Decorating a square room should not present too many problems for a first-time decorator, if you prepare the surfaces properly. Then decorate following the instructions using the right tools, paint and wallcoverings for the job. Just take it easy and work through the task step-by-step.
However, some areas are difficult to cope with and it is wise to wait until you have gained experience and confidence before you tackle them.
The stairs and hallway, even in small modern homes can be surprisingly large, and the wall of the stairwell very tall and difficult to cope with. You must have a safe working platform , and the right arrangement will depend on the style of your house and the way the stairs rise. You can hire special scaffolding and platforms for decorating steep stairs. Whenever possible, the angle of the ladder should oppose the angle of the stairs, but if this is not possible, fix the longer ladder securely by nailing a stout batten across the uncovered stair tread, and resting the foot of the ladder firmly against this. Where there is a half-landing, you will need to fix scaffold boards in an ‘L’ shape to reach the ceiling and top of the walls. This can be done by angling a tall ladder in the hallway, using a small step-ladder on the half-landing, and a stout box or ‘hop-up’ on the main landing. Always make sure that everything is sound and firm before starting to decorate- scaffold boards should be clamped together securely or fixed with a bolt through holes drilled in the boards.
The decorating sequence is the same as for any other room, but if you try to paper a long drop by yourself you will find that the paper will tear with the weight. A join in the wallcovering would be bound to show however, so get some help with the papering. A ‘mate’ can take the weight and unfold the paper for you as you work down the wall, brushing out with the paperhangers’ brush. Hang the longest piece of paper first and work outwards from there.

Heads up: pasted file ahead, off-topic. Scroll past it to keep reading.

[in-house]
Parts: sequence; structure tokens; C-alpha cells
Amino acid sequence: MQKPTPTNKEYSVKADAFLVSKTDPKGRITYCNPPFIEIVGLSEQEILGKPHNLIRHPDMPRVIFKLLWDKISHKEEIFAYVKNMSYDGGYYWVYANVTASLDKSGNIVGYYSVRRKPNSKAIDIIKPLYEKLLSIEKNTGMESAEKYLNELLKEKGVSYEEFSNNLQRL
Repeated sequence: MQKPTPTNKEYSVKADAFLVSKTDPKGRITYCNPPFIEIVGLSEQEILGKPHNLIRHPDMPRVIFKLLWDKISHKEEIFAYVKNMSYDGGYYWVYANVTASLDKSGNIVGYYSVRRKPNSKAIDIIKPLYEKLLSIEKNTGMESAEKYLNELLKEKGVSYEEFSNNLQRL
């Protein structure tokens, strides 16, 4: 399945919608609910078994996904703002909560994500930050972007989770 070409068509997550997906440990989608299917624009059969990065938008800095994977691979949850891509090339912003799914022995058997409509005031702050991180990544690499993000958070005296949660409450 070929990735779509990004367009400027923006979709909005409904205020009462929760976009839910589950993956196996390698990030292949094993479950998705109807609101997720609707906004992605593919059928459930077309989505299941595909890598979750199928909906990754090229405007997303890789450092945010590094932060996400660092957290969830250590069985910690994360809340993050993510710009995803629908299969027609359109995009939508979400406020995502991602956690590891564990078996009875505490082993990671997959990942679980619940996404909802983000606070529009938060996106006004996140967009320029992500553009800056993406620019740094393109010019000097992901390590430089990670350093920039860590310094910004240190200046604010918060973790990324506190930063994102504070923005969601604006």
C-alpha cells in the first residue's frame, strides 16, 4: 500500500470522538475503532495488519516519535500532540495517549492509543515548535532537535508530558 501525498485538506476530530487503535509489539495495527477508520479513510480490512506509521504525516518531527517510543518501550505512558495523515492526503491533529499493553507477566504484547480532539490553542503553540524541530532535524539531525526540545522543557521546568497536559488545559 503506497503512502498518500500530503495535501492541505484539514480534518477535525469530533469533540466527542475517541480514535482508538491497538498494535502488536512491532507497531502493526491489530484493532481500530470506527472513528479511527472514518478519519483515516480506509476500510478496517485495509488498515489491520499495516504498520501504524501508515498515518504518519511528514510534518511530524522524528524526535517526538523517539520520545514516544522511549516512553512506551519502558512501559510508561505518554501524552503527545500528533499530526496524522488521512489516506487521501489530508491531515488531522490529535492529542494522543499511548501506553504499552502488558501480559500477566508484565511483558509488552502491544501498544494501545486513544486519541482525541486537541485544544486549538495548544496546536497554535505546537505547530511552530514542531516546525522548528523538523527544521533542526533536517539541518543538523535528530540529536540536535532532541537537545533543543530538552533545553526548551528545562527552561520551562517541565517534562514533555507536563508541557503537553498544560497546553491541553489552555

Above the bath can be a difficult area to reach, and it is not wise to stand in the bath or on the edge. Improvise a platform so that you can reach the ceiling and wall safely; put a plastic dust sheet over or 111 the bath to catch any trimmings or paint splashes. Paint and paper as described earlier in this section.
Round kitchen cupboards, particularly wall-mounted ones, can make decorating difficult. If you are decorating the wall from ceiling to counter top use the same technique as for papering round a door. One way round the problem is to make a ‘midway’ panel between the counter top and the bottom of the cupboard, which can double as a splash-back. You will only need to cope with a small amount of material if you do this. The panel can be of tiles; larhinate; self-adhesive plastic material; or otFcuts from your vinyl floor covering can be stuck to the wall with an impact adhesive, which gives the room a nice co-ordinated look at the same time. Alternatively, take the cupboards off the wall and rehang after decorating.
Papering behind radiators is another tricky job. Ideally the heating system should be switched off, the valves closed and the radiator emptied, then lifted offthe brackets , so that you can paper the wall down to the skirting and then re-hang the radiator. If you cannot do this, treat the radiator as though it was not there, cutting paper to skirting length. Let it drop in front of the radiator, while you ‘brush out’ the paper from the top to about half-way down the wall. Then carefully slide the lower half of the paper down behind the radiator – you can buy a special radiator brush or simply use a wire coat-hanger covered with cloth and firmly fastened to a cane handle. Always remove any excess wallpaper paste from the front of the radiator immediately; otherwise it can cause the paint to perish. 104